15 Procurement of Information Technology
The acquisition of information technology capability from an external company or companies is usually one of the highest value and often most complex of procurement transactions. It is the role of the procurement officers to work with internal parties and external IT suppliers to achieve best results at best possible whole life cost.
The most common features of a less than satisfactory information systems implementation are those of timing, delay and cost overrun. Often this is due to underestimating the business process re-engineering effort and/or the adding of new requirements to a systems specification which already requires a bespoke project.
In my opinion, a significant part of the business need and associated volume transactions in the public sector, including those of procurement, can be satisfied by standard applications or the use of existing applications that have been tried, tested and proven effective elsewhere in the public sector.
To achieve savings in initial procurement and in life time running costs, and to assist in implementation timescales, industry standard or existing already designed applications should be procured from and, wherever possible, installed directly by the software company. Organisations should have a policy to avoid the process re-engineering, consultancy and bespoke system cost premiums associated with long analysis and design cycles. The package procured should have wide applicability.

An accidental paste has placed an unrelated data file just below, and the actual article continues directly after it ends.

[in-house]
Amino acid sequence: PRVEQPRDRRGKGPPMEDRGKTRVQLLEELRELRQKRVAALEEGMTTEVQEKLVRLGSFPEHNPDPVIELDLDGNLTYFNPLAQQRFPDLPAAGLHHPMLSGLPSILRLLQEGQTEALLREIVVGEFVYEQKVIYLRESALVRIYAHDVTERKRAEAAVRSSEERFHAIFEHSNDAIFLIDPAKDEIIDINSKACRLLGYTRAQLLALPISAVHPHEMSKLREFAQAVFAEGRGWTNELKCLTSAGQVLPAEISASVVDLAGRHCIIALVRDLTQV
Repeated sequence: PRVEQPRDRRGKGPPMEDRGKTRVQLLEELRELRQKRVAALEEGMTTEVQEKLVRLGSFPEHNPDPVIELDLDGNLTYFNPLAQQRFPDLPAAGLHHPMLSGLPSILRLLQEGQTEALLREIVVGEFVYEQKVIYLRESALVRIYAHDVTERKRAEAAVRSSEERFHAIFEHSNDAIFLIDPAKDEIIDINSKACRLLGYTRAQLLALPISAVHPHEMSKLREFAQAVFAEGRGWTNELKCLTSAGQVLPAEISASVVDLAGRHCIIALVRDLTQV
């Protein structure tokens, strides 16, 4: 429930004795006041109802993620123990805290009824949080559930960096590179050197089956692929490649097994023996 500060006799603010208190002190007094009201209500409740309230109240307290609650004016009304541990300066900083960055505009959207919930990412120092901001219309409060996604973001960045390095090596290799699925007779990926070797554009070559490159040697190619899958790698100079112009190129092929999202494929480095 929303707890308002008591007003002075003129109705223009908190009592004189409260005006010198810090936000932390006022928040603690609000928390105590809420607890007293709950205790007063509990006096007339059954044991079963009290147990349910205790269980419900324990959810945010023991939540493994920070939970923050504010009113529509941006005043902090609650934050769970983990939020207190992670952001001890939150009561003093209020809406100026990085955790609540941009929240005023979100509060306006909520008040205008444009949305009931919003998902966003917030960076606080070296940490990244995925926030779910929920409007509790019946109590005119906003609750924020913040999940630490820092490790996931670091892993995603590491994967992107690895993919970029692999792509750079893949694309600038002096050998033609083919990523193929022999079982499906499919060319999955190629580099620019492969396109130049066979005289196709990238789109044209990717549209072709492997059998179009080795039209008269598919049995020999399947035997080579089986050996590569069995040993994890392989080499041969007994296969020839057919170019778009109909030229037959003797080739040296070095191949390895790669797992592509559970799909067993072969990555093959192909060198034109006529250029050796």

I believe that a clear and unambiguous central information systems strategy for the Scottish Public Sector would deliver major benefits in terms of effectiveness of services, staff productivity and overall cost, including improved benefits to procurement. As stated at 15.1, it is my view that this strategy should be founded upon maximum use of standardised and integrated applications for significant transaction-related aspects of public-sector business and not new bespoke or unique local systems. If this is not possible or practicable for the overall public sector then at a minimum a strategy for each major element of the sector ( e.g. Health) should be adopted. This is not a recommendation to establish a heavily centralised IT organisation but more to ensure that requirements are orchestrated, rationalised and standardised as much as possible across the public sector before entering the market place for solution acquisition.
The procurement of standard and generic applications such as for Finance or Human Resources should be regarded as a Category A item and be contracted for by the National Centre of Expertise. If this is not practicable then default should be to the B Category standard and generic applications should not be contracted locally at the individual unit level.
The procurement of other sector specific standard applications ( e.g. for Health) should be categorised as B commodities and should have contracts established by the B Category Centres of Expertise.
Although large-scale standard applications are often provided by multinational companies, it is also the case that specialised and innovative functions can be provided by niche applications from smaller companies. This area offers an opportunity for local IT companies. The User Group recommended at 9.2 should be used to introduce these offerings to the public sector.